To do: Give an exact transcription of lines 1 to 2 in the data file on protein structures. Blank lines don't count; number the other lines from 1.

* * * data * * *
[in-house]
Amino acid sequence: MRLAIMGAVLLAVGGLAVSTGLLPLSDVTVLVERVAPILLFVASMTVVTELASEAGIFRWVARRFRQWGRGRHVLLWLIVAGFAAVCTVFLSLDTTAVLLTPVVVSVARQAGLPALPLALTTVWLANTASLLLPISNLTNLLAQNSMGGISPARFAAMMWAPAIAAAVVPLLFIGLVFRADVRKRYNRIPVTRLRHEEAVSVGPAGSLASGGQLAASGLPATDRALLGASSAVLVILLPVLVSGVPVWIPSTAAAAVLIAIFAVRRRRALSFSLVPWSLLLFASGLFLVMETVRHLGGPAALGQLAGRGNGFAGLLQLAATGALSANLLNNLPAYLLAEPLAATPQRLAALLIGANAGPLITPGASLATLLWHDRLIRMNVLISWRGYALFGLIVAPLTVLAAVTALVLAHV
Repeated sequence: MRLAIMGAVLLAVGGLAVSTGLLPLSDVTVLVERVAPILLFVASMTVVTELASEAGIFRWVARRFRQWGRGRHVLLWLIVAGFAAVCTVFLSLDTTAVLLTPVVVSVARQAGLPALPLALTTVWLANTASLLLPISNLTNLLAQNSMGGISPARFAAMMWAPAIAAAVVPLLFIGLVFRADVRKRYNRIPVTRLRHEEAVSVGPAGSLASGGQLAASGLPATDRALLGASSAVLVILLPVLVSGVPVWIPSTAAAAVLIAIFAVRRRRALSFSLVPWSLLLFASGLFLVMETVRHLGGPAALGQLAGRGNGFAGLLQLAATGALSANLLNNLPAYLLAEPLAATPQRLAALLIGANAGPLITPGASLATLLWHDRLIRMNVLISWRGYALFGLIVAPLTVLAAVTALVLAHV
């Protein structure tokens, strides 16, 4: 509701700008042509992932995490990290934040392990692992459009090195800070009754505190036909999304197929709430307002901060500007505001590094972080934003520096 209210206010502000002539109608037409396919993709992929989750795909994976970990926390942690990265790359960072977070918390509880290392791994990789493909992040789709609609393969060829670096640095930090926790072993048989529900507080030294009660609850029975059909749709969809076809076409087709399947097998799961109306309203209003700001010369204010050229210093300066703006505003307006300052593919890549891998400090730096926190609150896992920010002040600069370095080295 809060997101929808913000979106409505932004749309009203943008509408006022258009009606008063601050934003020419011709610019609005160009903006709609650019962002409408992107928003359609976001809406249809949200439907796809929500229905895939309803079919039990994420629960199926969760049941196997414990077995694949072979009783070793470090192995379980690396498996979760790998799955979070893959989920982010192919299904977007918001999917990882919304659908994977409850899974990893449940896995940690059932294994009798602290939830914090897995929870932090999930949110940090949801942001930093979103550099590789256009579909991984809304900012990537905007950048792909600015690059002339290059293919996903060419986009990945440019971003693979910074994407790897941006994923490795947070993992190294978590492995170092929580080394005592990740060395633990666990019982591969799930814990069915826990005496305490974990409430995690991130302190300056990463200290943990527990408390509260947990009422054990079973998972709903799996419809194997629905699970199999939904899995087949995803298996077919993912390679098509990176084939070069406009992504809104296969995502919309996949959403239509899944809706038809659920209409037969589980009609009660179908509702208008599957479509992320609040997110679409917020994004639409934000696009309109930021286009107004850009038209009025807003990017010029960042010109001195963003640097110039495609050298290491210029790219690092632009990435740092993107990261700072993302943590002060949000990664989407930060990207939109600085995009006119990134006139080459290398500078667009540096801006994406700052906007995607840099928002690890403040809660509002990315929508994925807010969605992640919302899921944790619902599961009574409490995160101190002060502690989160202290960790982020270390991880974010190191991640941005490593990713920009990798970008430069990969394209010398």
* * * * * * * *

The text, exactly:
[in-house]
Amino acid sequence: MRLAIMGAVLLAVGGLAVSTGLLPLSDVTVLVERVAPILLFVASMTVVTELASEAGIFRWVARRFRQWGRGRHVLLWLIVAGFAAVCTVFLSLDTTAVLLTPVVVSVARQAGLPALPLALTTVWLANTASLLLPISNLTNLLAQNSMGGISPARFAAMMWAPAIAAAVVPLLFIGLVFRADVRKRYNRIPVTRLRHEEAVSVGPAGSLASGGQLAASGLPATDRALLGASSAVLVILLPVLVSGVPVWIPSTAAAAVLIAIFAVRRRRALSFSLVPWSLLLFASGLFLVMETVRHLGGPAALGQLAGRGNGFAGLLQLAATGALSANLLNNLPAYLLAEPLAATPQRLAALLIGANAGPLITPGASLATLLWHDRLIRMNVLISWRGYALFGLIVAPLTVLAAVTALVLAHV